Sigma Alpha Epsilon ends pledging

Since 2006, nine Sigma Alpha Epsilon brothers have died during fraternity related deaths. Eight of those people were pledges.
In a unanimous vote from the SAE Supreme Council to avoid incidences such as these, Sigma Alpha Epsilon’s council has made a change in their new-member programming that makes “The True Gentlman Experience” a pledge-free process as of March 9.
According to their member education program, “The concept of pledging, pledge periods and pledge education become a part of Sigma Alpha Epsilon in the early 1900s after World War I. Gone were the days of agreeing that someone is a good man, asking him to join, promptly initiating him and calling him a brother.
“Replacing this simple concept of friendship – upon which we were founded, seeking those men whose character contained the ‘social qualities so necessary to the perpetuation of the most intimate friendship’ – was now an institutionalized system of haves and have-nots, of second-class citizenship,” stated the website.
Western Carolina University SAE chapter President Cody Dunlap, said,  “From our standpoint, looking at eliminating a second class citizen status, and in some instances it’s a big to-do with hazing and trying to get away from that because it’s one of the big things associated with Greek life and just make it so that those instances don’t happen.”
Other Greek organizations that have banned the pledging process are Alpha Gamma Rho, Zeta Beta Tau, Sigma Phi Epsilon and, in 1972, Lambda Chi Alpha, according to the SAE website, though the only one of those with a chapter on WCU’s campus is Lambda Chi Alpha.
However, this does not mean that their new members will lose the educational period that generally goes along with pledging, Dunlap said, “The way it’s been set up is we’re still going to have our ability to rush and recruit new guys, but what is going to happen once we extend them a bid, a bid being a membership to the organization.         “There’s going to be four days of orientation materials where guys come down, and it’s a more in depth time of educational – this is what you’re getting involved in it hits on aspects of finances, the involvement, the time commitment and everything like that.
“After that 96-hour period, they’re initiated as full members, full brothers. And following that is where the education process kicks in,” said Dunlap.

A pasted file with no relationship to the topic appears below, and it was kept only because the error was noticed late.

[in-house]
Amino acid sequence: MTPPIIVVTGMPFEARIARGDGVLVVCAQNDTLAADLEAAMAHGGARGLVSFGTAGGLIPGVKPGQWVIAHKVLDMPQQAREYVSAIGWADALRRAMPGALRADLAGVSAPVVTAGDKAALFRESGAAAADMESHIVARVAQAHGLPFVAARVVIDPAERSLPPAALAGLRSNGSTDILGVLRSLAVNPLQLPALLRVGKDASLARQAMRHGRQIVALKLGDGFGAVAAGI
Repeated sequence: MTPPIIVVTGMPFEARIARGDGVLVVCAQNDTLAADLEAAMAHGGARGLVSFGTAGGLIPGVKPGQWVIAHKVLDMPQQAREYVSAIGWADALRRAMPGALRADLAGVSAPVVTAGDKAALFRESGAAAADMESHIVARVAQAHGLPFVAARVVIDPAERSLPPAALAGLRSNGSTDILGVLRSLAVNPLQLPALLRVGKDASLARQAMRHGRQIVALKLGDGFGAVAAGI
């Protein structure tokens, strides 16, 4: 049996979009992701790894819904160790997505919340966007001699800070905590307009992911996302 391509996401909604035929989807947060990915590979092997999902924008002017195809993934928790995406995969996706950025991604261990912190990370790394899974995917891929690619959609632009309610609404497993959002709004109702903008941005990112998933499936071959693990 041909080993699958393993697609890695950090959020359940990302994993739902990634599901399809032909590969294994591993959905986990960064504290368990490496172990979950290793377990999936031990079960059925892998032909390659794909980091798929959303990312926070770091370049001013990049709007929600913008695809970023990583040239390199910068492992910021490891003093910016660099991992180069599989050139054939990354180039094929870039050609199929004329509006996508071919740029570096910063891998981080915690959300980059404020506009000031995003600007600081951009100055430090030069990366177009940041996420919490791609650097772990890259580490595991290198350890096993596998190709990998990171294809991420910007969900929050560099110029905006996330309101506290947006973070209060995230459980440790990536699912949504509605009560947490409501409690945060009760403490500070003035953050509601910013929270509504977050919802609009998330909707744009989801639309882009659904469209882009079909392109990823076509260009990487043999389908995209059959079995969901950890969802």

Pledging was previously an eight week period which has now been reduced to a 96-hour period before becoming a member.
SAE’s creed is that of “The True Gentleman” which reads, “The True Gentleman is the man whose conduct proceeds from good will and an acute sense of propriety, and whose self-control is equal to all emergencies; who does not make the poor man conscious of his poverty, the obscure man of his obscurity, or any man of his inferiority or deformity; who is himself humbled if necessity compels him to humble another; who does not flatter wealth, cringe before power, or boast of his own possessions or achievements; who speaks with frankness but always with sincerity and sympathy; whose deed follows his word; who thinks of the rights and feelings of others, rather than his own; and who appears well in any company, a man with whom honor is sacred and virtue safe.”
Dunlap thinks that ending the pledging process will be good for the fraternities image with professionals and campus administrators.
He said, “I think it’s going help us more than anything. I feel like it’s going to get the guys that really want it to come down and understand and talk about it.
“We won’t have pledges, but we will have new members, and a big thing that people worry about is hazing, if that’s something they don’t have to worry about, it’s going to open up a lot more doors for everybody else,” said Dunlap.
For students interested in learning more about why SAE made this decision, there is a very informative news release and question-answer section that should help them at—news-from-hq—historic-change-on-founders-day.